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Julius Rudel papers

Identifier: MP-0014-01


Julius Rudel (1921-2014) was an opera and orchestra conductor who graduated from the Mannes School of Music in 1942. He served as music director for several organizations, most notably as director and principal conductor for New York City Opera from 1957 to 1979. The collection includes annotated conducting scores, notes, a scrapbook of news clippings, programs and playbills, correspondence, biographical material, and photographs.


  • circa 1942-2014



13.2 Cubic Feet (1 AB box, 3 OSx boxes, 6 Record Cartons, and 7 Small Flat boxes)

Language of Materials





Spanish; Castilian



Scope and Contents

This collection consists of materials related to the career of Austrian-born American conductor Julius Rudel (1921-2014), noted for his work with New York City Opera, which he joined in 1943 after graduating from The Mannes Music School, and became its music director from 1957 to 1979. The collection includes awards and certificates granted during Rudel’s career, numerous small notes he wrote and collected as material for his memoir, a scrapbook of press clippings, photographs, playbills of the performances he conducted, and several music scores annotated by Rudel. Few of the playbills included in the collection are from New York City Opera, and the majority of scores are orchestral works, several of which are works he conducted as music director of the Buffalo Philharmonic from 1979 to 1985.

Conditions Governing Access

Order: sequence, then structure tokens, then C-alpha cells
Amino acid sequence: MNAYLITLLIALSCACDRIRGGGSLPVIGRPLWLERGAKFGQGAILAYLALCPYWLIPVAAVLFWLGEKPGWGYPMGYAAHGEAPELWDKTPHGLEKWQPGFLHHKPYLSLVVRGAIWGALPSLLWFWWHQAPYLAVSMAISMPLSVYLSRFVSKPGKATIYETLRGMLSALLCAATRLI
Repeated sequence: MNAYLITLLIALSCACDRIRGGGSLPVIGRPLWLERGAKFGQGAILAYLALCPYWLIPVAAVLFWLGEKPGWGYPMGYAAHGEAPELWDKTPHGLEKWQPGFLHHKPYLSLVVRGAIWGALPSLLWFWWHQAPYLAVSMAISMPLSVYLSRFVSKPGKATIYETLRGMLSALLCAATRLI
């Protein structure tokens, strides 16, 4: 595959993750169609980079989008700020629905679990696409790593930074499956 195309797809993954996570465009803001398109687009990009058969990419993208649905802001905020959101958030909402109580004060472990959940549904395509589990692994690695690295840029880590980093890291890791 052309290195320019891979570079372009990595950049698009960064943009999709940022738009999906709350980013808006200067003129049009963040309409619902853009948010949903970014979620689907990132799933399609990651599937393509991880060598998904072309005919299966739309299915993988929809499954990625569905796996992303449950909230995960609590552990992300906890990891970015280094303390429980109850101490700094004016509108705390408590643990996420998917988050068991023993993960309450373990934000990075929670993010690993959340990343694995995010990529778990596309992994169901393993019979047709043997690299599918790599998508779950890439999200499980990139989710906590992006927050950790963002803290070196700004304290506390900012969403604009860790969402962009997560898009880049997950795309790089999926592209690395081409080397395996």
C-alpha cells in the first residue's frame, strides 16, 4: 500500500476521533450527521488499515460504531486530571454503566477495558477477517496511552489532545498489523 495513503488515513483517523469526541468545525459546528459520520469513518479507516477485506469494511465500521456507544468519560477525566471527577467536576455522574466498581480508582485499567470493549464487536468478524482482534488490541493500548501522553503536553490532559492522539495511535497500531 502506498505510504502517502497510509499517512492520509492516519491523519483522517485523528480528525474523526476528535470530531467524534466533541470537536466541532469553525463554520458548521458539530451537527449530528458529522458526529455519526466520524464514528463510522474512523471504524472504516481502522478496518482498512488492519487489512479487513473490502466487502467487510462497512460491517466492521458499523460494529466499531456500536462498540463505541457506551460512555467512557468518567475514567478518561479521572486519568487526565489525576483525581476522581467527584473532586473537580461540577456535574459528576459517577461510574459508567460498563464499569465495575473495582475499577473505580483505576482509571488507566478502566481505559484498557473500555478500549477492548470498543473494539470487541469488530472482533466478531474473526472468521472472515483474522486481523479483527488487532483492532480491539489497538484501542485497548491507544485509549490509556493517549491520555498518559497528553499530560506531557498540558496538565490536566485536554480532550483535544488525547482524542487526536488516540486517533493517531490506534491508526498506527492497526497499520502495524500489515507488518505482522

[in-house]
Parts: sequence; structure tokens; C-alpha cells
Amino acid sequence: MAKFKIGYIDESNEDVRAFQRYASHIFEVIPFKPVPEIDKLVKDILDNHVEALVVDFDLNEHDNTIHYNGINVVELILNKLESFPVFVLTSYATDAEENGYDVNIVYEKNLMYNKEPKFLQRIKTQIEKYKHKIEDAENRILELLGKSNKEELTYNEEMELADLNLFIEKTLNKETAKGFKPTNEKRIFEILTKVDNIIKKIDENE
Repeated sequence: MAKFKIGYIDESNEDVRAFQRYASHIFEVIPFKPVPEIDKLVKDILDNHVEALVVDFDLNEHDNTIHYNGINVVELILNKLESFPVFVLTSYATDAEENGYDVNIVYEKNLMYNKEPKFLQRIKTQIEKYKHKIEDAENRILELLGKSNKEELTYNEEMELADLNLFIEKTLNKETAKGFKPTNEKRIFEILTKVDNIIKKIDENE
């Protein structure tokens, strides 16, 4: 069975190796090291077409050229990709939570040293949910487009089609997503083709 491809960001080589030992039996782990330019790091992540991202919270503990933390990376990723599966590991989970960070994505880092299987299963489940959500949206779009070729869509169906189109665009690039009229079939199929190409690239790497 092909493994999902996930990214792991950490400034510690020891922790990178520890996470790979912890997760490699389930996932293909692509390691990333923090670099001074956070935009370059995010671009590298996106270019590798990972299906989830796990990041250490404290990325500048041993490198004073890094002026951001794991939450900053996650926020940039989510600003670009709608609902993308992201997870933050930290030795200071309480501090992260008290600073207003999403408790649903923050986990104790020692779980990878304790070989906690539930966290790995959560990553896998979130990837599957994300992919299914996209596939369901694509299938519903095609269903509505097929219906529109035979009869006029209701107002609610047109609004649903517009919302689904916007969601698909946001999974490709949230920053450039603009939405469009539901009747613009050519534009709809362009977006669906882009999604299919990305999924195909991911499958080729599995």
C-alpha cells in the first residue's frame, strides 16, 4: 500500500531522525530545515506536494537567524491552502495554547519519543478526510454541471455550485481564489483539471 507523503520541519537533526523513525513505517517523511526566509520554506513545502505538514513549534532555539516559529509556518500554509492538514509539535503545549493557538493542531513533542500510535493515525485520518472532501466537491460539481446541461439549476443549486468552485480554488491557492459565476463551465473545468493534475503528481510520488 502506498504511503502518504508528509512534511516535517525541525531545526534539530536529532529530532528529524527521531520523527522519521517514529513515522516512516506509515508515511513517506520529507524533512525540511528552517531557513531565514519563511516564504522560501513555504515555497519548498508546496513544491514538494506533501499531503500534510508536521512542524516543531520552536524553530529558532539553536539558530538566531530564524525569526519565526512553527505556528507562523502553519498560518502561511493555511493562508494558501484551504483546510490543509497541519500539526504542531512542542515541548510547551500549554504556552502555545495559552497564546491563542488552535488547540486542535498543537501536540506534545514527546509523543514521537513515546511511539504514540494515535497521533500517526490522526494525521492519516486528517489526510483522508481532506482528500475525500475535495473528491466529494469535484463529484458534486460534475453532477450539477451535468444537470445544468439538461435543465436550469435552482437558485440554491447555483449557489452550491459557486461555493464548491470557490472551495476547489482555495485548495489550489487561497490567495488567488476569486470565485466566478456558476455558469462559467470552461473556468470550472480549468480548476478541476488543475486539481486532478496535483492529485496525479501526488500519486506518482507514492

Collection is open for research use. Please contact for appointment.

Biographical Note

Julius Rudel (born 1921, Vienna, Austria - died 2014, New York, New York) was an Austrian-born American opera and orchestral conductor. He initially studied music at the Vienna Academy of Music from 1936 to 1938. After the death of his father and the Nazi annexation of Austria, Rudel emigrated to the United States with his mother and younger brother in 1938 at the age of 17.

While taking odd jobs to support his family, Rudel received a scholarship to the David Mannes Music School, where he studied conducting under the head of the Mannes opera program, Carl Bamberger (1902-1987), who had also fled Vienna for New York City. Rudel got his first experience as a conductor at Mannes, conducting a concert of the student orchestra in Giovanni Battista Pergolesi's Stabat Mater and Wolfgang Amadeus Mozart's Sinfonia Concertante. He received his diploma in conducting from Mannes in 1942. In that same year, Rudel married Rita Gillis, who would later obtain a PhD from New York University in 1955 and become a neuropsychologist affiliated with MIT, Columbia University, and New York-Presbyterian Hospital during her career.